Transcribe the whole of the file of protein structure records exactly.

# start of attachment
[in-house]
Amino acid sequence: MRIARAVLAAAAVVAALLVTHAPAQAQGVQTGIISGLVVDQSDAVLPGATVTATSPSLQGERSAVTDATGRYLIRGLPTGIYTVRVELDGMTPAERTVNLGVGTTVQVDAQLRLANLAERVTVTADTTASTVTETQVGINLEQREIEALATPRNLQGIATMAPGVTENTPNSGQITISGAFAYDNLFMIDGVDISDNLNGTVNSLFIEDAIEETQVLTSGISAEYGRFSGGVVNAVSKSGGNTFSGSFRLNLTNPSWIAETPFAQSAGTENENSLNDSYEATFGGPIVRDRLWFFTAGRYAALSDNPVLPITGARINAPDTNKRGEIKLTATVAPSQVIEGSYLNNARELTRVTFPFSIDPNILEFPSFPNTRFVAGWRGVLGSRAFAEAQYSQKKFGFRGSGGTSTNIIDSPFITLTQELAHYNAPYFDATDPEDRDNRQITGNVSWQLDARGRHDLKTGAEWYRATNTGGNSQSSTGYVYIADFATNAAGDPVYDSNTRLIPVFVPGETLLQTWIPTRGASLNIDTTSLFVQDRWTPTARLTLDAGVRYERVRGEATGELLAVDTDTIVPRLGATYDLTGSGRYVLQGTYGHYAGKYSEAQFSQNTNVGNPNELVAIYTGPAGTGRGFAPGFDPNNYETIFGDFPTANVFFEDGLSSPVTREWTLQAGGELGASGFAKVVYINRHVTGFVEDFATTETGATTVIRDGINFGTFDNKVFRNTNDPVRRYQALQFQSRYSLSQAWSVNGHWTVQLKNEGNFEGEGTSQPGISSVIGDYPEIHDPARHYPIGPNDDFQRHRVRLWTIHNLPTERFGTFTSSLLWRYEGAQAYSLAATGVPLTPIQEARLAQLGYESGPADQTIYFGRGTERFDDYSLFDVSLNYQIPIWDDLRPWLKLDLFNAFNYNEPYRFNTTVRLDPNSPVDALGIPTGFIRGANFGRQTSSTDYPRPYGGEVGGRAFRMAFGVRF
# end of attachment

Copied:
[in-house]
Amino acid sequence: MRIARAVLAAAAVVAALLVTHAPAQAQGVQTGIISGLVVDQSDAVLPGATVTATSPSLQGERSAVTDATGRYLIRGLPTGIYTVRVELDGMTPAERTVNLGVGTTVQVDAQLRLANLAERVTVTADTTASTVTETQVGINLEQREIEALATPRNLQGIATMAPGVTENTPNSGQITISGAFAYDNLFMIDGVDISDNLNGTVNSLFIEDAIEETQVLTSGISAEYGRFSGGVVNAVSKSGGNTFSGSFRLNLTNPSWIAETPFAQSAGTENENSLNDSYEATFGGPIVRDRLWFFTAGRYAALSDNPVLPITGARINAPDTNKRGEIKLTATVAPSQVIEGSYLNNARELTRVTFPFSIDPNILEFPSFPNTRFVAGWRGVLGSRAFAEAQYSQKKFGFRGSGGTSTNIIDSPFITLTQELAHYNAPYFDATDPEDRDNRQITGNVSWQLDARGRHDLKTGAEWYRATNTGGNSQSSTGYVYIADFATNAAGDPVYDSNTRLIPVFVPGETLLQTWIPTRGASLNIDTTSLFVQDRWTPTARLTLDAGVRYERVRGEATGELLAVDTDTIVPRLGATYDLTGSGRYVLQGTYGHYAGKYSEAQFSQNTNVGNPNELVAIYTGPAGTGRGFAPGFDPNNYETIFGDFPTANVFFEDGLSSPVTREWTLQAGGELGASGFAKVVYINRHVTGFVEDFATTETGATTVIRDGINFGTFDNKVFRNTNDPVRRYQALQFQSRYSLSQAWSVNGHWTVQLKNEGNFEGEGTSQPGISSVIGDYPEIHDPARHYPIGPNDDFQRHRVRLWTIHNLPTERFGTFTSSLLWRYEGAQAYSLAATGVPLTPIQEARLAQLGYESGPADQTIYFGRGTERFDDYSLFDVSLNYQIPIWDDLRPWLKLDLFNAFNYNEPYRFNTTVRLDPNSPVDALGIPTGFIRGANFGRQTSSTDYPRPYGGEVGGRAFRMAFGVRF